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U.S. Navy O-4 insignia

A US Navy lieutenant commander's sleeve/shoulder insignia

Naval officer ranks
Flag officers:

Admiral of the fleetFleet admiralGrand admiral
AdmiralGeneral admiral
Vice admiralSquadron vice-admiralLieutenant admiral
Rear admiralCounter admiralDivisional admiral
CommodoreFlotilla admiral

Senior officers:

CaptainCapt at seaCapt of sea and warShip-of-the-line Capt
CommanderFrigate captain
Lieutenant commanderCorvette captain

Junior officers:

Captain lieutenantLieutenantShip-of-the-line lieutenant
Frigate lieutenantLieutenant (junior grade)Sub-lieutenant
Corvette lieutenantEnsign
Midshipman

Lieutenant commander (also hyphenated lieutenant-commander and abbreviated Lt Cdr,[1] LtCdr.[2] or LCdr[3]) is a commissioned officer rank in many navies. The rank is superior to a lieutenant and subordinate to a commander. The corresponding rank in most armies (armed services) and air forces is major, and in the Royal Air Force and other Commonwealth air forces is squadron leader.

The NATO rank code is mostly OF-3.[4]

A lieutenant commander is a senior department officer on a large ship/shore installation or commanding officer or executive officer (second-in-command) of a smaller ship/installation.

EtymologyEdit

Most Commonwealth and other navies address lieutenant commanders by their full rank or the position they occupy (captain if in command of a vessel). The United States Navy, however, usually addresses officers using the higher grade of the rank; as an example, a lieutenant junior grade is addressed simply as "Lieutenant," and a lieutenant commander is addressed as "Commander."

OriginsEdit

Lieutenants were commonly put in command of smaller vessels not warranting a commander or captain. Such a lieutenant was called a "lieutenant commanding" or "lieutenant commandant" in the United States Navy, and a "lieutenant in command," "lieutenant and commander," or "senior lieutenant" in the Royal Navy. The USN settled on "lieutenant commander" in 1862 and made it a distinct rank; the RN followed suit in March 1914.[5]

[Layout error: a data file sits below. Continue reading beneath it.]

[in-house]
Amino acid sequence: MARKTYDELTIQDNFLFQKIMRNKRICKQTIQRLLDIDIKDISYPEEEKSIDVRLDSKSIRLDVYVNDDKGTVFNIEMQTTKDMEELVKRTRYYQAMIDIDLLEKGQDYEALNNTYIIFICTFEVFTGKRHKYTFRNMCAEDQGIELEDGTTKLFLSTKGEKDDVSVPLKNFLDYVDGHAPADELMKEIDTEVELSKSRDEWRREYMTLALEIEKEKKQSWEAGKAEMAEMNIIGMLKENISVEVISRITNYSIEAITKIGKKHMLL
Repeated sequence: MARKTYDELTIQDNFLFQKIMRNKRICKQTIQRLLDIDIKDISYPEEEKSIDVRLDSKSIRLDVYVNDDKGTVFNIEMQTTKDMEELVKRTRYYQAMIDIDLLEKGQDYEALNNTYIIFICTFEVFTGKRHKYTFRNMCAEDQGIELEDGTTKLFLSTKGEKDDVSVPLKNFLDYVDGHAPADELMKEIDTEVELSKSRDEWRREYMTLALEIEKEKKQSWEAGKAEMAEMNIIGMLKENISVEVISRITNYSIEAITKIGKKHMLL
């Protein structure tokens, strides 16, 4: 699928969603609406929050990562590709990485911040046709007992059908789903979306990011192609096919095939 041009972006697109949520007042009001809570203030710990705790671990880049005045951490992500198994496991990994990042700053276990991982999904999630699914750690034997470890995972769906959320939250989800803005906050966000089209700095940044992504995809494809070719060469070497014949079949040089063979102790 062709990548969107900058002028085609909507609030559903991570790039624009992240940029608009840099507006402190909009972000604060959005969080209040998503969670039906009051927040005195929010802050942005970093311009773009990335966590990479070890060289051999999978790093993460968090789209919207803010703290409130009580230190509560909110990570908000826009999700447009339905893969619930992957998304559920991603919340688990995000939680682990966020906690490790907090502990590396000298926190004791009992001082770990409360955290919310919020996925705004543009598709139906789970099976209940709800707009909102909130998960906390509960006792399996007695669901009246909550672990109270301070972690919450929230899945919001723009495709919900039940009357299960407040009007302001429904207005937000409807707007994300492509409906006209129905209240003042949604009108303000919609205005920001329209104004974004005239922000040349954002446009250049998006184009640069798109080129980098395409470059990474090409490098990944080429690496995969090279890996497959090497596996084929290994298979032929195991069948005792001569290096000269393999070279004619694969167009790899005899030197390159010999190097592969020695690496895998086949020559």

United KingdomEdit

Royal NavyEdit

Generic-Navy-O4

Royal Navy

The insignia worn by a Royal Navy lieutenant commander is two medium gold braid stripes with one thin gold stripe running in between, placed upon a navy blue/black background. The top stripe has the ubiquitous loop used in all RN officer rank insignia. The RAF follows this pattern with its equivalent rank of squadron leader.

Having fewer officer ranks than the army, the RN previously split some of its ranks by seniority (time in rank) to provide equivalence: hence a lieutenant with fewer than eight years seniority wore two stripes, and ranked with an army captain; a lieutenant of eight years or more wore two stripes with a thinner one in between, and ranked with a major. This distinction was abolished when the rank of lieutenant commander was introduced.

Royal Observer CorpsEdit

Throughout much of its existence, the British Royal Observer Corps (ROC) maintained a rank of observer lieutenant commander. The ROC wore a Royal Air Force uniform and their rank insignia appeared similar to that of an RAF squadron leader except that the stripes were shown entirely in black. Prior to the renaming, the rank had been known as observer lieutenant (first class).

CanadaEdit

In the Royal Canadian Navy, the rank is the naval rank equal to Major in the army or air force and is the first rank of senior officer. Lieutenant-Commanders are senior to Lieutenants (N) and to army and air force Captains, and are junior to Commanders and Lieutenant-Colonels.[4]

United StatesEdit

There are two insignia used by US lieutenant commanders. On service khakis and all working uniforms, lieutenant commanders wear a gold oak leaf collar device, similar to the ones worn by a majors in the USAF and Army, and identical to that worn by majors in the Marine Corps. In all dress uniforms, they wear sleeve braid or shoulder boards bearing a single gold quarter-inch stripe between two gold half-inch strips (nominal size). Above or inboard of the stripes, they wear their speciality insignia (i.e., a star for officers of the line, crossed oak leaves for Civil Engineer Corps, etc.).[6]

PakistanEdit

Lieutenant Commander Pakistan Navy Insignia

Pakistani Lt. Commander's insignia.

This rank is also used on in Pakistan Navy.

IrelandEdit

The rank of lieutenant commander is also used in the Irish Naval Service, having a similar implication to the RN rank. It should be noted that the majority of vessel commanders in the Irish Naval Service hold the rank of lieutenant commander, with a commander being a senior, shore-based position.

Other countriesEdit

Capitaine de corvette

A French capitaine de corvette maneuvering.

The corresponding rank in the German Navy, Italian Navy, Brazilian Navy, French Navy, Spanish Navy and most other French and Spanish-speaking countries is corvette captain. The corresponding rank in the Estonian Navy and Portuguese Navy is captain lieutenant, in the Russian Navy it is "captain of the third rank" (капитан 3-го ранга), and in the Polish Navy it is komandor podporucznik, the equal rank in Finnish Navy is komentajakapteeni, "commander captain".[4]

ReferencesEdit

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